Customer Review

Reviewed in the United States on December 26, 2007
Take a look around at the economic and political landscape in this country as we enter 2008 and it is really quite difficult to be optimistic about the prospects for the average American worker. You see most of us are not real estate developers, financial speculators or political insiders. Furthermore, while entrepreneurial opportunities still do exist in this nation not everyone is cut out to own their own business. Sadly, as more and more good paying jobs move overseas increasing numbers of Americans find little alternative but to work in offices, retail stores and in various other service industries for lower wages and fewer benefits than were available to workers just a generation ago. Yes, the sad truth is that despite impressive gains in productivity over the past quarter century the standard of living for most average workers has been steadily declining. At the same time the cost of the essentials such as housing, health insurance and sending your child off to college has skyrocketed. But be comforted by the fact that the cost of consumer electronics continues to come down! Looks an awful lot like bread and circus to me! So just what is going on here? In "The Squandering of America" author Robert Kuttner surveys the current political and economic landscape and serves up a pretty frank portrait of just what has been happening to workers in America. And frankly, unless changes are forthcoming in the near term all of us are probably in for a very rough ride.

In "The Squandering of America" Robert Kuttner points out time and again that many of the prerequisites for financial disaster are already in place. First and foremost there is too much money in the hands of too few people. Secondly, the repeal of the Glass-Steagall Act in the early 1990's paved the way for the rampant and irresponsible financial speculation that we have witnessed over the past 10 or 15 years. Kuttner also points to hedge funds and private-equity firms as major culprits in this deepening crisis. The author also accuses the leaders of both the Republican and Democratic parties of selling out the American worker for the benefit of Wall Street. The American government simply looks the other way as unfair trade practices shift more and more good jobs overseas to the delight of the speculators. It seems that our trade policy lacks the necessary focus and consistency that would protect Americanjobs and the interests of most of the American people in general.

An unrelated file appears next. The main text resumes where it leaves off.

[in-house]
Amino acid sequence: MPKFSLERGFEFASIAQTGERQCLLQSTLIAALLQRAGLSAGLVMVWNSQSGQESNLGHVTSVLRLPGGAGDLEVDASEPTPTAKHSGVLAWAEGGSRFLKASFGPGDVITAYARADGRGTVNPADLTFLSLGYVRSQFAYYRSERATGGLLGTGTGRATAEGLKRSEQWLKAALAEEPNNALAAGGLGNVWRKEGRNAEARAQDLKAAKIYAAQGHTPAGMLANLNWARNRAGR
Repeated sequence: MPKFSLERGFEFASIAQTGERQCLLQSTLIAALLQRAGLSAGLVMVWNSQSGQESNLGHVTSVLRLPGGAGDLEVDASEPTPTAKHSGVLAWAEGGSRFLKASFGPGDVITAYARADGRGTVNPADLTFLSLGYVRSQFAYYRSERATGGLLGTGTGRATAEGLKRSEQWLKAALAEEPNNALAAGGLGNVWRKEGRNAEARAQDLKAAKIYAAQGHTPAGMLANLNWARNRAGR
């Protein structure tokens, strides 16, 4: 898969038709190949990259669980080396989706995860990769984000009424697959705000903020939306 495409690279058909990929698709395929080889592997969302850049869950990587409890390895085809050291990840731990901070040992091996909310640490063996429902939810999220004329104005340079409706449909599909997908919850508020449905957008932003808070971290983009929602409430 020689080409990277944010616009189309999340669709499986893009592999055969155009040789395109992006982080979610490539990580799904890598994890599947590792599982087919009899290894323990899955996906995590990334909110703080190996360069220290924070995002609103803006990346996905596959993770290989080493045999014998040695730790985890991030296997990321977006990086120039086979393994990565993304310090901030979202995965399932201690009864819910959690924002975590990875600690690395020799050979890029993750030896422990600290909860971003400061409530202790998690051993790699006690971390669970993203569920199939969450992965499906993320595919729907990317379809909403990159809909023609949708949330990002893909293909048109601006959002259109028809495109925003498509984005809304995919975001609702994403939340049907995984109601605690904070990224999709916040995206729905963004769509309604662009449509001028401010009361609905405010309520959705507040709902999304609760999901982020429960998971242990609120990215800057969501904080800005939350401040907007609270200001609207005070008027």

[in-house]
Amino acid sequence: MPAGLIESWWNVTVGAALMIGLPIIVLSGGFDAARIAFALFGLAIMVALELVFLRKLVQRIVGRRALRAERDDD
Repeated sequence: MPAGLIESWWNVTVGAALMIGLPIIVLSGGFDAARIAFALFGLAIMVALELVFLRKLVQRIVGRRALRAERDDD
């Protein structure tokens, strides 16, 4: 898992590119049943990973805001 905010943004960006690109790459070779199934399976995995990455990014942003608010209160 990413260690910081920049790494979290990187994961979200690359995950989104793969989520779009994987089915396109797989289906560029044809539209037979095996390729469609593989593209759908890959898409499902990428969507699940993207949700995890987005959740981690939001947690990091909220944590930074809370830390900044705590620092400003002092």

Although Kuttner fails to mention his name in the book, Pat Buchanan was absolutely right when he warned us all of the folly of entering into NAFTA and GATT. Throughout the book Kuttner drives home his major point that a managed form of capitalism that reigns in some of these excesses is far preferable to the lassez-faire variety that has emerged in this country over the past 20 years. I found a good many of his arguments to be quite compelling.

Just in case you are still not convinced that there is a serious problem mushrooming among working class Americans I thought I would quote a portion of a paragraph from page 284 of "The Squandering of America". This passage seems to sum up the situation quite succinctly. "The middle class today has many of the same economic vulnerabilities as the working poor: the risks of losing jobs, pensions, incomes and health insurance; rising costs of college tuition and home ownership relative to income. With the middle class increasingly subject to economic vulnerabilities that used to be limited to the working poor, a class politics championing the bottom 80 or 90 percent is just what is needed." Now the elites in this country would have us all believe that these declining living standards are all our fault. I think most of us instinctively know better. The fact of the matter is that the deck has been stacked against most working Americans by unfair trade agreements as well as egregious financial speculation. The decline of living standards for most working Americans has been a slow but painful process that shows no signs of abating any time soon. If we are to reverse this situation it is up to the American people to educate themselves about these issues and demand change. Reading "The Squandering of America" would be a great way to quickly get up to speed on many of these important issues. While I certainly do not buy all that Robert Kuttner proposes in this book I think that the issues addressed here need to be part of a great national discussion about where this nation is heading. An important book! Highly recommended!
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